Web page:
In fact, two Supreme Court Justices, Thomas and Alito, have stated their opinion that honoring Obergefell v. Hodges may in fact pose a threat to other’s religious liberties. They specifically cite the case of the Kentucky county clerk who refused to issue a marriage license to a same-sex couple because of her religious belief that marriage is reserved for a man and woman.
Although the Supreme Court ultimately decided not to take the case, the Justices stated that although the clerk “may have been one of the first victims of this Court’s cavalier treatment of religion in its Obergefell decision, but she will not be the last.”
New Jersey and Same-Sex Unions
The state of New Jersey legalized same-sex marriage in 2013. Prior to that, the state recognized domestic partnerships as of 2004, and civil unions as of 2007.
What Is a Domestic Partnership?
A domestic partnership is not exactly like a marriage, but it does offer some of the same protections. In New Jersey, same-sex couples must be 62 or older, share a common residence, and share property and financial obligations, among other qualifications, to qualify for domestic partnership.
This arrangement has more limits than a marriage. For example, some insurance policies do not recognize domestic partnerships, and partners may have to file taxes separately, unlike married couples.
What Is a Civil Union?
A civil union is a legal relationship between two people that offers them certain legal protections on the state level. However, unlike same-sex marriage, a civil union does not provide any federal benefits or protections. Partners must be the same sex and at least 18 to enter a civil union in New Jersey.
LGBT couples who want to dissolve their domestic partnership or civil union generally follow the same process as married same-sex couples seeking a divorce.
How Do I Divorce My Same-Sex Partner in New Jersey?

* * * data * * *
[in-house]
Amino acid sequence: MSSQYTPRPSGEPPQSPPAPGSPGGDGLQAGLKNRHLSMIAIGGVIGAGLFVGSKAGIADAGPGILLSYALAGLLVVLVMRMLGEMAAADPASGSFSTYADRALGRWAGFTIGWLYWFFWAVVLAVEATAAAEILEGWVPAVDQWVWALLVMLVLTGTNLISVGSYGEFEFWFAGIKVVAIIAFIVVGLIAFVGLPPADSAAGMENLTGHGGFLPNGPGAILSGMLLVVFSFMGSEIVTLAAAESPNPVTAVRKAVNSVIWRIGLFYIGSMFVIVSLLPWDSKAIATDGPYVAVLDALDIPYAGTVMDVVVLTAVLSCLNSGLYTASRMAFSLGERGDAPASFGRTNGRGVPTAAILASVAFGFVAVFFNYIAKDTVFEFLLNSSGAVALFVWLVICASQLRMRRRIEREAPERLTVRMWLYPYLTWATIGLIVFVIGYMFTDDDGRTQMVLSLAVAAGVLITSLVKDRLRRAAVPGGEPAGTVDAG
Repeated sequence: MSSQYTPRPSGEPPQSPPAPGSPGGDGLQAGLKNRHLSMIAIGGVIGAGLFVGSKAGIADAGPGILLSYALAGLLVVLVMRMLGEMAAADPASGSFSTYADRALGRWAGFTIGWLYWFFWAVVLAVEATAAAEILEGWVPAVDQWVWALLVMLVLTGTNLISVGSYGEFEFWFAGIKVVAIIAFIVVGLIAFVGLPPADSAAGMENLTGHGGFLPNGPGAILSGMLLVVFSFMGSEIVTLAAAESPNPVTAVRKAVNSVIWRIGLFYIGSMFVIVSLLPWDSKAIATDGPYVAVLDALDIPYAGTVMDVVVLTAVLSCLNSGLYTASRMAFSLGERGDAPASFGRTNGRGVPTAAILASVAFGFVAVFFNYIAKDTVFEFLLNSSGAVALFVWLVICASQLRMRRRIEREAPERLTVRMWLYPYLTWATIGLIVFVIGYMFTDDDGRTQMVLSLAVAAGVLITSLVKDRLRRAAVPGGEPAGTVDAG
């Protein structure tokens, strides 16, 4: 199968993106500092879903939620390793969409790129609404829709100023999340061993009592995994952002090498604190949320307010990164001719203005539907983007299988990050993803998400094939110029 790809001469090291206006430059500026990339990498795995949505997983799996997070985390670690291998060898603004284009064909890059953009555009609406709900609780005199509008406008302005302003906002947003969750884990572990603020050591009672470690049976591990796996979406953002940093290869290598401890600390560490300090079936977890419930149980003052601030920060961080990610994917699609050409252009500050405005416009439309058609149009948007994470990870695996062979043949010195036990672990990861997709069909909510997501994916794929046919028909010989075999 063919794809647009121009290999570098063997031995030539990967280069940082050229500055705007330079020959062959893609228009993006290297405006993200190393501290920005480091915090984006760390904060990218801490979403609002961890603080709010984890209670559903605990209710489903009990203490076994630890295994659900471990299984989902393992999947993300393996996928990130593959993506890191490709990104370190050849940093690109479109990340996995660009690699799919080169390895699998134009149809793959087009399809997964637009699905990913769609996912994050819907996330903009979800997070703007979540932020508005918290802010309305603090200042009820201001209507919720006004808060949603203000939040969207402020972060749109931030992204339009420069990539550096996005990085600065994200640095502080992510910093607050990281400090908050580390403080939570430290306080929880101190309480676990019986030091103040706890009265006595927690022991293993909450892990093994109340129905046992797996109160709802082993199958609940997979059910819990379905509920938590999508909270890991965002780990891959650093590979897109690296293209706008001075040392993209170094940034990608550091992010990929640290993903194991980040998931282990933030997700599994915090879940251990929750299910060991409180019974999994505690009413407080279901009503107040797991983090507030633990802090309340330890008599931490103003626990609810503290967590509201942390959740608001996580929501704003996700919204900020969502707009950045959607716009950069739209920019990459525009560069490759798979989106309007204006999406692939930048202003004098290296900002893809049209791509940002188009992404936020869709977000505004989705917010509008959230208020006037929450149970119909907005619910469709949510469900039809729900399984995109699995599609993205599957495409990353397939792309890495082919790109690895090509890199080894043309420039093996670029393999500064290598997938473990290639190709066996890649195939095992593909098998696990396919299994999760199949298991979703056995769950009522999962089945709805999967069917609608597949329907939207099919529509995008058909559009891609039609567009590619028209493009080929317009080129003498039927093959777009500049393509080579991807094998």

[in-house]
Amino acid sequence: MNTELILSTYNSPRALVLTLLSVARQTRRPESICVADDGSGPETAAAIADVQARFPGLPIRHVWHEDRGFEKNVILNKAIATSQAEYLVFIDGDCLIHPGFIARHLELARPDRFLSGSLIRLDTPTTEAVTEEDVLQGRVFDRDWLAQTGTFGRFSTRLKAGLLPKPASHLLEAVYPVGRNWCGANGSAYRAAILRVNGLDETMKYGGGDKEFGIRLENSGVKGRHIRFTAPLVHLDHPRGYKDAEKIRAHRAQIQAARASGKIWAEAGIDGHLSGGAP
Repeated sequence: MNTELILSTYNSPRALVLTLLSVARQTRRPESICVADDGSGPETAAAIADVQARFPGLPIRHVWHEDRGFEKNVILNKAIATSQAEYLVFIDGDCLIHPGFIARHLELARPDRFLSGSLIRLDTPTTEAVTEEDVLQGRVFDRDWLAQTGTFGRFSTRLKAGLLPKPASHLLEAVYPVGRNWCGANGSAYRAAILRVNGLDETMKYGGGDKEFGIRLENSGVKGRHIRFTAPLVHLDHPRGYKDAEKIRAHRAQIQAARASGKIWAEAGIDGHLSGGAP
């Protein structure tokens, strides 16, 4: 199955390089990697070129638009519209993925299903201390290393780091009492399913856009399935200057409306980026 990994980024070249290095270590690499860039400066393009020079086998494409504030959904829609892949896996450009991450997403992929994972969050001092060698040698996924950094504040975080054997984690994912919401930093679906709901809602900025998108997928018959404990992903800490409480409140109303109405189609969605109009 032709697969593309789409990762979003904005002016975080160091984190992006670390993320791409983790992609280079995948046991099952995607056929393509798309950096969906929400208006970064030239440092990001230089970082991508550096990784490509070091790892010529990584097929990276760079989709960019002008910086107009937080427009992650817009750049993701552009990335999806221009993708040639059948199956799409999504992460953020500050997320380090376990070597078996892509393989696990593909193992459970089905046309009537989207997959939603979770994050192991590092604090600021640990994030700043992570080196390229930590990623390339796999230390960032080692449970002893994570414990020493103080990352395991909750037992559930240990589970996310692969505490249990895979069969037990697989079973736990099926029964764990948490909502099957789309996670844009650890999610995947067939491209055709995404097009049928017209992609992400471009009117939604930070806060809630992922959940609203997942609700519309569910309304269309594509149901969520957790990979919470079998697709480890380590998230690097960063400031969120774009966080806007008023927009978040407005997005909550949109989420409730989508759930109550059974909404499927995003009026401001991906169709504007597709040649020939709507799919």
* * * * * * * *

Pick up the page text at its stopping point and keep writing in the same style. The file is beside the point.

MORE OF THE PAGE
As noted above, same-sex married couples follow the same process as heterosexual couples going through divorce in New Jersey. As a no-fault state, couples ending their marriage are not required to prove the other did anything wrong. Irreconcilable differences are sufficient for the divorce to be granted.
Most seasoned same-sex divorce lawyers will tell their clients the first step in the divorce process is to gather all important financial and legal documents. That includes pay stubs, tax records, financial accounts, and other investments.
The next step is a consultation with a trusted divorce lawyer who has a proven record of achieving good outcomes for same-sex divorce clients. The best way to determine if an attorney is a good fit is to schedule a no-cost consultation. There, you can explain your situation, learn about the firm’s approach to complex divorce matters, and find out your legal rights and options going forward.
Mediation as an Alternative to Litigation
Because of the gray area that remains in state and federal same-sex divorce laws, many LGBT couples find they are better served handling their divorce through mediation instead of in court.
Because it is more flexible than the court system, mediation can help couples sidestep some of the common hurdles they may face in court, primarily that their relationship may only be considered legal since 2015 even if they were together much longer.
Mediation can also ensure willing same-sex parents enjoy all the parental rights they seek, despite the fact only one parent may have legal custody of the child. Finally, mediation protects same-sex couples against judges who may have anti-gay bias, despite the law.
Mediation works only when both parties are open to the process, willing to compromise, and if children are involved, always willing to put their needs first.
Somerville LGBT Lawyers at Lyons & Associates, P.C. Help Clients Overcome Common Same-Sex Divorce Challenges
If you are considering divorcing your spouse and have concerns about your rights in New Jersey, the Somerville LGBT lawyers at Lyons & Associates, P.C. understand the issues facing same-sex couples and are ready to help. To learn more or to schedule a free consultation, call us at 908-575-9777 or contact us online. Located in Somerville and Morristown, New Jersey, we proudly serve clients in Somerset, Woodbridge, Morristown, Parsippany, Rockaway, Short Hills, Chatham, Randolph, Madison, and Morris Plains.